7.4/10
1,745
37 user 15 critic

Up the Down Staircase (1967)

Approved | | Drama | 28 June 1967 (USA)
The experiences of a young female English teacher in an inner-city New York high school.

Director:

Robert Mulligan

Writers:

Bel Kaufman (novel), Tad Mosel (screenplay)
Reviews
1 win & 3 nominations. See more awards »

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Cast

Cast overview, first billed only:
Sandy Dennis ... Sylvia Barrett
Patrick Bedford Patrick Bedford ... Paul Barringer
Eileen Heckart ... Henrietta Pastorfield
Ruth White ... Beatrice Schacter
Jean Stapleton ... Sadie Finch
Sorrell Booke ... Dr. Bester
Roy Poole ... Mr. McHabe
Florence Stanley ... Ella Friedenberg
Vinnette Carroll Vinnette Carroll ... The Mother
Janice Mars Janice Mars ... Miss Gordon
Loretta Leversee Loretta Leversee ... Social Studies Teacher
John Callahan John Callahan
Denis Fay Denis Fay
Otto Lomax Otto Lomax
Martha Greenhouse Martha Greenhouse ... Alberta Kagan
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Storyline

Sylvia Barrett is a rookie teacher at New York's inner-city Calvin Coolidge High: her lit classes are overcrowded, a window is broken, there's no chalk, books arrive late. The administration is concerned mainly with forms and rules (there's an up and a down staircase); bells ring at the wrong time. Nevertheless, she tries. How she handles the chaos and her despair in her first semester makes up the film: a promising student drops out, another sleeps through class, a girl with a crush on a male teacher gets suicidal, and a bright but troublesome student misunderstands Sylvia's reaching out. A discussion of Dickens, parents' night, and a mock trial highlight the term. Can she make it? Written by <jhailey@hotmail.com>

Plot Summary | Add Synopsis

Taglines:

The year's #1 best seller picks you up and never lets you down. See more »

Genres:

Drama

Certificate:

Approved | See all certifications »
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Details

Country:

USA

Language:

English

Release Date:

28 June 1967 (USA) See more »

Also Known As:

Apigorevmena skalopatia See more »

Company Credits

Production Co:

Park Place Production See more »
Show more on IMDbPro »

Technical Specs

Runtime:

Sound Mix:

Mono

Color:

Color

Aspect Ratio:

1.85 : 1
See full technical specs »
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Did You Know?

Trivia

The U.S. State Department submitted this film to the 1967 Moscow Film Festival, in order to contradict Soviet propaganda, which implied that all American schools were racially segregated. See more »

Goofs

During the opening montage establishing the first day of school in September in a New York high school, several shots were obviously filmed in dead of winter with extras in heavy coats, gray skies, etc. contrasting wildly with scenes of sunny skies and lightweight costumes of main characters. See more »

Quotes

[Mr. McHabe notices Miss Barrett walking towards class with a homemade suggestion box]
J.J. McHabe: Oh. Suggestions, Miss Barrett, ahh? I must say you've got guts.
Sylvia Barrett: It's just an idea, Mr. McHabe. It seems to me that if the students have a chance to speak freely without fear of punishment...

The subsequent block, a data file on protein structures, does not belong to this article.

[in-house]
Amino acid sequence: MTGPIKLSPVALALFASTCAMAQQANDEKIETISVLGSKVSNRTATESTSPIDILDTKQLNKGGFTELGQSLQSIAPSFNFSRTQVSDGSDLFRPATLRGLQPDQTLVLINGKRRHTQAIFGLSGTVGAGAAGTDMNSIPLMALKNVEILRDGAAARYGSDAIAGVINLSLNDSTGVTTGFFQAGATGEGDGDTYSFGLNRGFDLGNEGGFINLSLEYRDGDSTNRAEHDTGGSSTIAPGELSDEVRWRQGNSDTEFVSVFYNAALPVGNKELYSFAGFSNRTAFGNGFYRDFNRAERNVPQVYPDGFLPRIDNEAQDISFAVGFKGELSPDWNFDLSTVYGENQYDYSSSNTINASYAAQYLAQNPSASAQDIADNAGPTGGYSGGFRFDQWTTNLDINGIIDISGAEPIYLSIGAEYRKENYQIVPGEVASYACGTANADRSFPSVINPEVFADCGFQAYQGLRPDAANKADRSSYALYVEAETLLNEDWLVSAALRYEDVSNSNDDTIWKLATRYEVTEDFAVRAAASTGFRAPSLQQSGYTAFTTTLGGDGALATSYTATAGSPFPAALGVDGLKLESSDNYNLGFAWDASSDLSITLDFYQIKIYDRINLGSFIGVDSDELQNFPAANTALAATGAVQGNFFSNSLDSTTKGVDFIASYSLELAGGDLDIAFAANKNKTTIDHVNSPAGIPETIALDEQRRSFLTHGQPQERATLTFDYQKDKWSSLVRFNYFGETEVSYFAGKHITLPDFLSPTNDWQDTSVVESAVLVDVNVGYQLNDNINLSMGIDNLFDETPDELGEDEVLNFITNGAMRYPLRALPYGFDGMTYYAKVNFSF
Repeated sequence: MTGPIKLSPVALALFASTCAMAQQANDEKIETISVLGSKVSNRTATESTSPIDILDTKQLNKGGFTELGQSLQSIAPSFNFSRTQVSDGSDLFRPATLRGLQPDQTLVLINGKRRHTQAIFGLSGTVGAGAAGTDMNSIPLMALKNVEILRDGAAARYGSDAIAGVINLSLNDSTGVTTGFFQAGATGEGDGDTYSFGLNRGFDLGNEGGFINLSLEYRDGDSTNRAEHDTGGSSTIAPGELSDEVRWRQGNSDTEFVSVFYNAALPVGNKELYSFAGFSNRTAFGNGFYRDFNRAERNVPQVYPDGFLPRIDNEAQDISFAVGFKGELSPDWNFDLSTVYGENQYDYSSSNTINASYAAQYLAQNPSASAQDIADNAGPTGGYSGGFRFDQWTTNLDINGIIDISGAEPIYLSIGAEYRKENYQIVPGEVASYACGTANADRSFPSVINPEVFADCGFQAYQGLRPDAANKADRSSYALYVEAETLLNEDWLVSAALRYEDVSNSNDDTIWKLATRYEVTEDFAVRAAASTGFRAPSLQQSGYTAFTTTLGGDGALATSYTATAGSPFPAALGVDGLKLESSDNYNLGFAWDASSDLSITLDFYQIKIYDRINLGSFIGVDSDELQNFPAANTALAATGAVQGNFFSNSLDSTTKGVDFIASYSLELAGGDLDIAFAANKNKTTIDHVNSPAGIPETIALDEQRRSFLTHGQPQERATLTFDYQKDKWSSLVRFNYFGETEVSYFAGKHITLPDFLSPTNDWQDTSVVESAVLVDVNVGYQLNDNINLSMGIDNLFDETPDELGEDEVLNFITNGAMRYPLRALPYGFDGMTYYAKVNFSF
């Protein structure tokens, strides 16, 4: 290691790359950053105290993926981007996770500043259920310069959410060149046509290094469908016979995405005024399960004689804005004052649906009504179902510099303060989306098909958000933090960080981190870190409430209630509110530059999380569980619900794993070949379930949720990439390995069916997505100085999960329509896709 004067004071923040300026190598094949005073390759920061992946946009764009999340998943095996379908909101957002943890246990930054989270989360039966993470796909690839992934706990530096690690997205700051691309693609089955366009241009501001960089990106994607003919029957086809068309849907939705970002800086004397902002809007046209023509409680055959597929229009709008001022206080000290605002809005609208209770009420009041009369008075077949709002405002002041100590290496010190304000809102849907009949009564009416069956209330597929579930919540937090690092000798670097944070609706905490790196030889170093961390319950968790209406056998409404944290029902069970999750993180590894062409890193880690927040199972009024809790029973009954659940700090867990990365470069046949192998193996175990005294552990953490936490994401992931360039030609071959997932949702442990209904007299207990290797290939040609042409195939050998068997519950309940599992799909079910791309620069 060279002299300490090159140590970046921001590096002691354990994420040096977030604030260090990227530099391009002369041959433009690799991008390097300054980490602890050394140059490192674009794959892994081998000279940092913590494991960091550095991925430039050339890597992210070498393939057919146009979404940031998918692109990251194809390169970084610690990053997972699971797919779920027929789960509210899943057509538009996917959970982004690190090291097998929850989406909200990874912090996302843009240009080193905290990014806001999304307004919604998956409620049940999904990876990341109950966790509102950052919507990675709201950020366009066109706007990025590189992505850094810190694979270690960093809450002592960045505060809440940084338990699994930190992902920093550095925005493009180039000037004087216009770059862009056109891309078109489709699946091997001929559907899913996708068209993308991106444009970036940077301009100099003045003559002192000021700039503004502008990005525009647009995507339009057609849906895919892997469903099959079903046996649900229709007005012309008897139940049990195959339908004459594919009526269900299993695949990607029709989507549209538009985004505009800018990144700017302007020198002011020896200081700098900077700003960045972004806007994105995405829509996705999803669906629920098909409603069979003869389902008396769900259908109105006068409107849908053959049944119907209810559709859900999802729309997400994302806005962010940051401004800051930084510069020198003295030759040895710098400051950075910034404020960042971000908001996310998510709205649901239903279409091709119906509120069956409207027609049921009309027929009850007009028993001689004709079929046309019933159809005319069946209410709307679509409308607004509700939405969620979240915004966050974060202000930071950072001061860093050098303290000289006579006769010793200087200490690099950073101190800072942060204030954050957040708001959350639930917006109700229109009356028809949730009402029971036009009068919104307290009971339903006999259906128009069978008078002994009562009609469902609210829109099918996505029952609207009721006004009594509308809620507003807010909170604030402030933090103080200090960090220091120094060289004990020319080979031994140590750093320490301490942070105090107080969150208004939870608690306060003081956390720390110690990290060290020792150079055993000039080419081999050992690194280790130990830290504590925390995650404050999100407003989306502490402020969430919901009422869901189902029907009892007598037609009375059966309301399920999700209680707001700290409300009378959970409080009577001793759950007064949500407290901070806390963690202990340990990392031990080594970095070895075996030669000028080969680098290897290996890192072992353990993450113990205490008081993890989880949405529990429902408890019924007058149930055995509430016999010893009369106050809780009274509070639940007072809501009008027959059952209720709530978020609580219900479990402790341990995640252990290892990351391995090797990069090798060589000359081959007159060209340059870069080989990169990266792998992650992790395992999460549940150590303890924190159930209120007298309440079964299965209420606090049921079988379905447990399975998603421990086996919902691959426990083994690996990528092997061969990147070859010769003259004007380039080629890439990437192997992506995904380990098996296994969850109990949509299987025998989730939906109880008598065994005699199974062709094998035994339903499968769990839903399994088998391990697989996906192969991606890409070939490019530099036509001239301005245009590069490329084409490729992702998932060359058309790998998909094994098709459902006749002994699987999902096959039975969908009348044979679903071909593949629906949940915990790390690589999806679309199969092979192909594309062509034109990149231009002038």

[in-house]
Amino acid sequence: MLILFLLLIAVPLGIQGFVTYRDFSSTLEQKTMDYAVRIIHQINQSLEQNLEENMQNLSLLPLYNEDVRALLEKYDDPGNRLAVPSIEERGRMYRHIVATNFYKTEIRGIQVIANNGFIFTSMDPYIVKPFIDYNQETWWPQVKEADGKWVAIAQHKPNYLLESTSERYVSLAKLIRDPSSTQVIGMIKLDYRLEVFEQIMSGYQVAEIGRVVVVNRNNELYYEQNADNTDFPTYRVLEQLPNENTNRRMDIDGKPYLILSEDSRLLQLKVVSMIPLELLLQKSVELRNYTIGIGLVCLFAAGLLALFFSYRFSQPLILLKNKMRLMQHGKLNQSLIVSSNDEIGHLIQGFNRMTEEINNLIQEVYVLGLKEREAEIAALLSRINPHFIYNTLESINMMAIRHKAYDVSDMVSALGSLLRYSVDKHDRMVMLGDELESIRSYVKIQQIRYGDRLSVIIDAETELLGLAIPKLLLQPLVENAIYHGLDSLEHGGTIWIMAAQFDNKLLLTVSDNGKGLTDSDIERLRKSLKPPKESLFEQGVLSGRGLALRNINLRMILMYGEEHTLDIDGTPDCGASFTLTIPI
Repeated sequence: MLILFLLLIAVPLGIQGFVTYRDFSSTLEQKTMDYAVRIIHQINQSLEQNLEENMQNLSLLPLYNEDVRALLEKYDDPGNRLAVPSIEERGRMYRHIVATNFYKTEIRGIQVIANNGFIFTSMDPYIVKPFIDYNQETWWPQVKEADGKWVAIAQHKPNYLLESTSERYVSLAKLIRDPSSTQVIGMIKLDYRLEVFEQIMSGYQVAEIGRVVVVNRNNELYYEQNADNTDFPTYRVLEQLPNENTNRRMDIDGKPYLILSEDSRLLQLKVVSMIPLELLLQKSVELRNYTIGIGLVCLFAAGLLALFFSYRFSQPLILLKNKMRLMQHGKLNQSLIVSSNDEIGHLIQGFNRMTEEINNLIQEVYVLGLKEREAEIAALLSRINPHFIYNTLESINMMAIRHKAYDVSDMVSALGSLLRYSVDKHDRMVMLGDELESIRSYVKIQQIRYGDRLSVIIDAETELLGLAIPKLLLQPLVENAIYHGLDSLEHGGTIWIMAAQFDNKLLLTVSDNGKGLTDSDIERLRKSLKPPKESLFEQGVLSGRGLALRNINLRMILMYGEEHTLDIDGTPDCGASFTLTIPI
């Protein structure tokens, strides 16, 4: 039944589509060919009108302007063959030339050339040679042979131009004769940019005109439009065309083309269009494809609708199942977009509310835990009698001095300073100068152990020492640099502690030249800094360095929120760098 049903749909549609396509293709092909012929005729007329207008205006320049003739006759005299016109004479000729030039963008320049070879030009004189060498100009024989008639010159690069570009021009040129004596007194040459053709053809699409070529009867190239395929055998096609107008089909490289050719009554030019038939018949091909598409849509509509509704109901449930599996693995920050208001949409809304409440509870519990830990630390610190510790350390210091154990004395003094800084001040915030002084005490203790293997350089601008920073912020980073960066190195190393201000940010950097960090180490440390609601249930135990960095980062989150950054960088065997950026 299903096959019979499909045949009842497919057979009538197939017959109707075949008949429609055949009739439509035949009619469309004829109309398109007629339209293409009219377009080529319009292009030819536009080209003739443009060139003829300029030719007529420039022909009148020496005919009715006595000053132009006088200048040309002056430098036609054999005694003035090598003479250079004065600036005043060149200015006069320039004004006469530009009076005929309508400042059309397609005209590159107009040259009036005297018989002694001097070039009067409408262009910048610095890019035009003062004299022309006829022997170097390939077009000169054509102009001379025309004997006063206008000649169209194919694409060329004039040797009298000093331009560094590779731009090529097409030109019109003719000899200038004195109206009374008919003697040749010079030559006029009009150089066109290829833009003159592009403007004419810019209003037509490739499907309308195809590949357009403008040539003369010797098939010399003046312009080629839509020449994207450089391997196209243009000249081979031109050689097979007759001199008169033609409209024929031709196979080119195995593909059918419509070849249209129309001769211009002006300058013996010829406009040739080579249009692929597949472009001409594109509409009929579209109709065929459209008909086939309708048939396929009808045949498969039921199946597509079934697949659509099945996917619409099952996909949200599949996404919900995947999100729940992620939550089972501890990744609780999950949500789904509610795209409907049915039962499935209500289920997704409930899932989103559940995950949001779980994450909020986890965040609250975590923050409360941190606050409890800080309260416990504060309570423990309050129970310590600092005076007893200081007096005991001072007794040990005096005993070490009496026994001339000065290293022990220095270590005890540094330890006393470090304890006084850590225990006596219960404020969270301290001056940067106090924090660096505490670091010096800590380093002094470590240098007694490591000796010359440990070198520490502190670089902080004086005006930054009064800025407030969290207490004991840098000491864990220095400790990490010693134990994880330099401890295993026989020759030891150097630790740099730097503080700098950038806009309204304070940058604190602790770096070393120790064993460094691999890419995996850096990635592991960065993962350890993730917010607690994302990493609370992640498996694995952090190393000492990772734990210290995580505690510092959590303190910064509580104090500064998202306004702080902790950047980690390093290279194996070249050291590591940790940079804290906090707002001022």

J.J. McHabe: Listen, you start running this school with ideas, you'll have riots in your rooms. Fear - That's all they understand.
See more »

Connections

Referenced in Reflections of Evil (2002) See more »

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User Reviews

 
A truly fantastic film
10 August 2004 | by ailsagirlSee all my reviews

What can I say? I read the book and enjoyed it. I saw the film and absolutely fell in love with it. I loved Sandy Dennis and her unique method of acting-- yes, I know she sometimes stammered, but don't we all in "real life?" I give high marks for Mulligan's directing because the movie had so many wonderful facets: it could be funny, it could be disturbing, and it could be so moving. The penultimate scene with Jose in the auditorium was so touching, so meaningful, and yet so simple. But exceedingly powerful. I found myself relating to Dennis in every way. Her bewilderment at The System, her deep desire to reach her students, her frustration, her idealism, her disappointment. And, when she finally experiences a victory, her sincere gratification. One reviewer called the film "slick." I don't at all agree. It was subtle, meaningful, and true. And the other actors did such a superb job of acting that it all seemed unscripted. There was no sex, nudity, swearing-- none of the things that today's movies are so laden with. I have a theory that these gimmicks are used for shock value, as filler, or to cover up the inadequacies of the film makers. You can tell that those who made this film were classically educated because the movie's foundation was strong and true. There wasn't a wasted line nor a meaningless exchange. Just full, rich film making at its finest!! Make no mistake: a film needn't be an action thriller or sexy to be compelling. I'm disappointed by today's movies because they lack something: heart, soul, meaning-- I'm not sure-- but I liken them to "cinematic junk food." So if you like pure cinema, see this film. (I don't think there's any comparison to "To Sir With Love," by the way. The latter was entertaining, but that was about it.)


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